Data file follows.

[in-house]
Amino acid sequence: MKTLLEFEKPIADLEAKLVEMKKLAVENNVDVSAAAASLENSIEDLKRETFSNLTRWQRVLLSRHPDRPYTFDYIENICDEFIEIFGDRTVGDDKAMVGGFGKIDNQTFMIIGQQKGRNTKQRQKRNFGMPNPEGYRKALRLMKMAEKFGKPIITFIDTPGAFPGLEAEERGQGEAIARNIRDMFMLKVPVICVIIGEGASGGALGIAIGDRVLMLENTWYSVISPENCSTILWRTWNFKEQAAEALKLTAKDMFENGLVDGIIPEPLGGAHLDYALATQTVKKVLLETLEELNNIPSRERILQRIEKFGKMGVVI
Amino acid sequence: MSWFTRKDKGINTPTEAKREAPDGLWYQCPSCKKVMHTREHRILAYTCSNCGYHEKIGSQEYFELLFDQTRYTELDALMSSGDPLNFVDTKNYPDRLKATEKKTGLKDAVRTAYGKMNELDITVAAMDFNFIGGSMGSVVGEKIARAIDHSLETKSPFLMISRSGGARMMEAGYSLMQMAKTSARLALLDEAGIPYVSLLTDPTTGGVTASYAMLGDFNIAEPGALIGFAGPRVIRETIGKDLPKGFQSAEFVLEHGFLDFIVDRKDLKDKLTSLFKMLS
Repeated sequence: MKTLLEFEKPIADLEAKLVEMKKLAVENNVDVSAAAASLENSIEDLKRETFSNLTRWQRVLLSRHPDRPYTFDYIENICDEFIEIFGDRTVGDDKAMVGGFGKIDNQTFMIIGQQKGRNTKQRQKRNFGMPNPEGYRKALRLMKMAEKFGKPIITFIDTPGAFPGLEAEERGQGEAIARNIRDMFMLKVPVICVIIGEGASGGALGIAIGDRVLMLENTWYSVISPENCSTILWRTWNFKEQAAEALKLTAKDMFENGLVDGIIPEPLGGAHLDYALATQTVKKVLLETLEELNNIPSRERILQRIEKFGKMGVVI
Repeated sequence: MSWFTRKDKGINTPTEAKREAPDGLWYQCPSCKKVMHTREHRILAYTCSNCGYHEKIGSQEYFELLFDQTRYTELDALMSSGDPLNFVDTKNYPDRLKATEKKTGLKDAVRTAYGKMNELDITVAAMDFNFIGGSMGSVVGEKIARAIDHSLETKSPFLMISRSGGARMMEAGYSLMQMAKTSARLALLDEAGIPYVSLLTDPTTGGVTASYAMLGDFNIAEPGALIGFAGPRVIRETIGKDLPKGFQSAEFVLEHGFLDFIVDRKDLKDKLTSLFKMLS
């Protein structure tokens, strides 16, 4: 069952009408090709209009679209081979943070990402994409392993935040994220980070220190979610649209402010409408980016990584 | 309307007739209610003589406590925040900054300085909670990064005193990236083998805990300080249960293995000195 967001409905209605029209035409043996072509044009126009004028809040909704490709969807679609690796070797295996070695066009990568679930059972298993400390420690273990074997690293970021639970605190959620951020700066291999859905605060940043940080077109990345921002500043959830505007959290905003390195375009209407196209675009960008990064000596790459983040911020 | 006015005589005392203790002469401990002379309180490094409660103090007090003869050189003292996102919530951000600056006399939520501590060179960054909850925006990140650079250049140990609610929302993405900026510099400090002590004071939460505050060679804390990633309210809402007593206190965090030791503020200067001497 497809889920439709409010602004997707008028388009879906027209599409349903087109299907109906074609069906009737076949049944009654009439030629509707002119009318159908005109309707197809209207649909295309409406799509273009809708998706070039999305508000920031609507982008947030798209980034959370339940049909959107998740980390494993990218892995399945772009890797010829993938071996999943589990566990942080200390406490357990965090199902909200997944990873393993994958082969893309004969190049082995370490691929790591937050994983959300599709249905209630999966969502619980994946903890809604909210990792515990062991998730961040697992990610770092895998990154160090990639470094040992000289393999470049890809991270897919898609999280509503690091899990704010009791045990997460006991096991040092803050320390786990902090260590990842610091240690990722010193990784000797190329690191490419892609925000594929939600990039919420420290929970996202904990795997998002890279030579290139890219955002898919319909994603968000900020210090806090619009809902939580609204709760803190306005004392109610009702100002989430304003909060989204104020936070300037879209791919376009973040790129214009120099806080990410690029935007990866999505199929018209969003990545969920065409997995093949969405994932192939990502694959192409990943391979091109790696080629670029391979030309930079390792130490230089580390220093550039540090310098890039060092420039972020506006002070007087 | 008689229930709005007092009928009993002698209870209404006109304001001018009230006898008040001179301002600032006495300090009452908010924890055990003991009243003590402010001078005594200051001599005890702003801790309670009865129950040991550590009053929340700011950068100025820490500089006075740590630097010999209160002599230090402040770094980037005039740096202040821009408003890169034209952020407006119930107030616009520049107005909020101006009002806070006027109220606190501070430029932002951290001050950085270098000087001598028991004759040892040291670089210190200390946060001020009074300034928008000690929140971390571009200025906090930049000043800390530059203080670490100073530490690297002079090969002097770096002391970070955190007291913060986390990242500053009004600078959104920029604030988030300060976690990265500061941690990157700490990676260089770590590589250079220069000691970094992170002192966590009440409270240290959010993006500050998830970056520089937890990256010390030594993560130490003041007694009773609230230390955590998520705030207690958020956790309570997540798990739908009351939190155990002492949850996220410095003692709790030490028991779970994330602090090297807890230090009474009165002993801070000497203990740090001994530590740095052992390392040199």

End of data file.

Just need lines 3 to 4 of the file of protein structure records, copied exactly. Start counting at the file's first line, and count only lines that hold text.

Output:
Amino acid sequence: MSWFTRKDKGINTPTEAKREAPDGLWYQCPSCKKVMHTREHRILAYTCSNCGYHEKIGSQEYFELLFDQTRYTELDALMSSGDPLNFVDTKNYPDRLKATEKKTGLKDAVRTAYGKMNELDITVAAMDFNFIGGSMGSVVGEKIARAIDHSLETKSPFLMISRSGGARMMEAGYSLMQMAKTSARLALLDEAGIPYVSLLTDPTTGGVTASYAMLGDFNIAEPGALIGFAGPRVIRETIGKDLPKGFQSAEFVLEHGFLDFIVDRKDLKDKLTSLFKMLS
Repeated sequence: MKTLLEFEKPIADLEAKLVEMKKLAVENNVDVSAAAASLENSIEDLKRETFSNLTRWQRVLLSRHPDRPYTFDYIENICDEFIEIFGDRTVGDDKAMVGGFGKIDNQTFMIIGQQKGRNTKQRQKRNFGMPNPEGYRKALRLMKMAEKFGKPIITFIDTPGAFPGLEAEERGQGEAIARNIRDMFMLKVPVICVIIGEGASGGALGIAIGDRVLMLENTWYSVISPENCSTILWRTWNFKEQAAEALKLTAKDMFENGLVDGIIPEPLGGAHLDYALATQTVKKVLLETLEELNNIPSRERILQRIEKFGKMGVVI